BioWare Will Be Hiring For Remote Positions, Offering Permanent Work-From-Home Option
Mass Effect: Legendary Edition feedback was "insanely positive"; no substantial news on future games.
BioWare General Manager Gary McKay wrote a letter this week about the "State of BioWare and Looking Ahead," which contains considerably more about the past than it does any tangible details about the future. McKay touched upon all the expected points regarding how difficult a year 2021 was -- the pandemic, adapting to working from home, the ice storms in Austin (more on that in a bit) -- while also lauding his team for the good work they did throughout the year.
The highlight was Mass Effect: Legendary Edition, which came out in May and he said received "insanely positive" feedback all around. He quoted an article from GameSpot, which heralded the LE as a "gargantuan reminder of just how good developer BioWare is when it’s firing on all cylinders." Those reminders have been few and far between, with games like Anthem and Mass Effect: Andromeda making headlines in recent years, and not for good reasons.
The most surprising thing McKay revealed about the company's future plans is its new flexibility in terms of employment. Working from home will become a permanent option, and the Austin- and Edmonton-based studio will expand its hiring pool to include people who don't want to relocate to either of those two cities.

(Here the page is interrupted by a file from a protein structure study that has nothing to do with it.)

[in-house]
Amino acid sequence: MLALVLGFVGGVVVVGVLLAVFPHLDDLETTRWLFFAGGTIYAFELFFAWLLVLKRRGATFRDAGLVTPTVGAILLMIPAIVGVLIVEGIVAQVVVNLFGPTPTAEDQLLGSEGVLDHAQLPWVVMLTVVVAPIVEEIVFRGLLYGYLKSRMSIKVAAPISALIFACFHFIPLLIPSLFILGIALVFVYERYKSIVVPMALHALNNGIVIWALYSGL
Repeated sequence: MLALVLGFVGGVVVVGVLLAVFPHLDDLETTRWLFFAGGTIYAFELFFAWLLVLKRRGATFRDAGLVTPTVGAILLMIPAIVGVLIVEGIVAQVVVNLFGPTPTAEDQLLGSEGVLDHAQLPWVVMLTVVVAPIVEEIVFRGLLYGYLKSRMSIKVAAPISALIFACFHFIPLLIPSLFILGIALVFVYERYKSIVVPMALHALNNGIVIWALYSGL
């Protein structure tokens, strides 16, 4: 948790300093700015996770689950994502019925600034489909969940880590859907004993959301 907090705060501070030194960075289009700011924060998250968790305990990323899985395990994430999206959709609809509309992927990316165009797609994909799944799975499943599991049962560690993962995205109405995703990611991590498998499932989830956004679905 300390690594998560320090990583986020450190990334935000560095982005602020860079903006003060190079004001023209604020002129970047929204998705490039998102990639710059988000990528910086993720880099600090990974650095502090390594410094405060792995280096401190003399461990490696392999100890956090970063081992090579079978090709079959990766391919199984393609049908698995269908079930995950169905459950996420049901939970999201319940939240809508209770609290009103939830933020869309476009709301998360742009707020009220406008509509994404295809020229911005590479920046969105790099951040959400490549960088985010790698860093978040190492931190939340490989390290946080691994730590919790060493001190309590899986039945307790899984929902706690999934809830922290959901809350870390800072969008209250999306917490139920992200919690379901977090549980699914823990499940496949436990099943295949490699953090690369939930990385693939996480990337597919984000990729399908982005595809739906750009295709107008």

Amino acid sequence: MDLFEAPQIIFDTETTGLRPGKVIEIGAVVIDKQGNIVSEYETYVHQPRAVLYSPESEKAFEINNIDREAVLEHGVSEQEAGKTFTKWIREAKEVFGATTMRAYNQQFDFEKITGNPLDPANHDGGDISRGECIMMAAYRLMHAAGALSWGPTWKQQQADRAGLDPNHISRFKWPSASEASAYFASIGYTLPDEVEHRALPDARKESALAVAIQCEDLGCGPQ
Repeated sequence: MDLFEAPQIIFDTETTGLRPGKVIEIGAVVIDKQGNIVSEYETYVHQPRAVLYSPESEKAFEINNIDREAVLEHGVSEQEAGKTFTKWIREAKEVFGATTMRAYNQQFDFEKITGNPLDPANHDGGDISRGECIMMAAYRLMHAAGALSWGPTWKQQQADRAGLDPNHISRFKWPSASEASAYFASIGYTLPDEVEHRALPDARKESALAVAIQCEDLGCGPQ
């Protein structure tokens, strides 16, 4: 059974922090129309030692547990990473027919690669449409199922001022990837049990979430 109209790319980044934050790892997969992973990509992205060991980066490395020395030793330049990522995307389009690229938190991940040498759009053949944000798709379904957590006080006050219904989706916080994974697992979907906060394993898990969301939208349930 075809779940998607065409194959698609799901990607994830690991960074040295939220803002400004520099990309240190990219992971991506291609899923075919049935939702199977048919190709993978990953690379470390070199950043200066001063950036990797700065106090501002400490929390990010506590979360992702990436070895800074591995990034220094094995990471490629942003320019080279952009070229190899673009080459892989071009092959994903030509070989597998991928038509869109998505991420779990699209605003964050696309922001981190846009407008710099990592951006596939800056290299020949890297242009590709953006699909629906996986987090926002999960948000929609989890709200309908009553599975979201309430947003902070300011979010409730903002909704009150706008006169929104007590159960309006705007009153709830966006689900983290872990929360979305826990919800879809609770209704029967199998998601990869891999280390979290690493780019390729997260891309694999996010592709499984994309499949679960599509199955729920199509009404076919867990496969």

As for the games themselves, there's nothing new to report there. The next Star Wars: The Old Republic update, Legacy of the Sith, will come out in February, as we knew, and the company remains "hard at work on the next iterations of Dragon Age and Mass Effect." In other words, apart from the announcement of its new employment policies, there's not much of substance in McKay's letter.
On a final point regarding the February ice storms that crippled much of Texas, McKay said it was "encouraging and inspiring to hear how people were going above and beyond to ensure others were safe, including finding shelter or delivering food and water." Maybe it's just me, but if I was one of those employees who was having trouble finding those basic necessities -- as many other game developers were -- I would rather leadership condemn that it had to come to that point, politics be damned, rather than try and use it as a rallying point. Doing so makes it sound like one of those "success" stories of a child selling $1,000 worth of lemonade so his family doesn't get evicted or a GoFundMe that pays for someone's life-saving operation.
About the Author
Jason Winter is a veteran gaming journalist, he brings a wide range of experience to MMOBomb, including two years with Beckett Media where he served as the editor of the leading gaming magazine Massive Online Gamer. He has also written professionally for several gaming websites.
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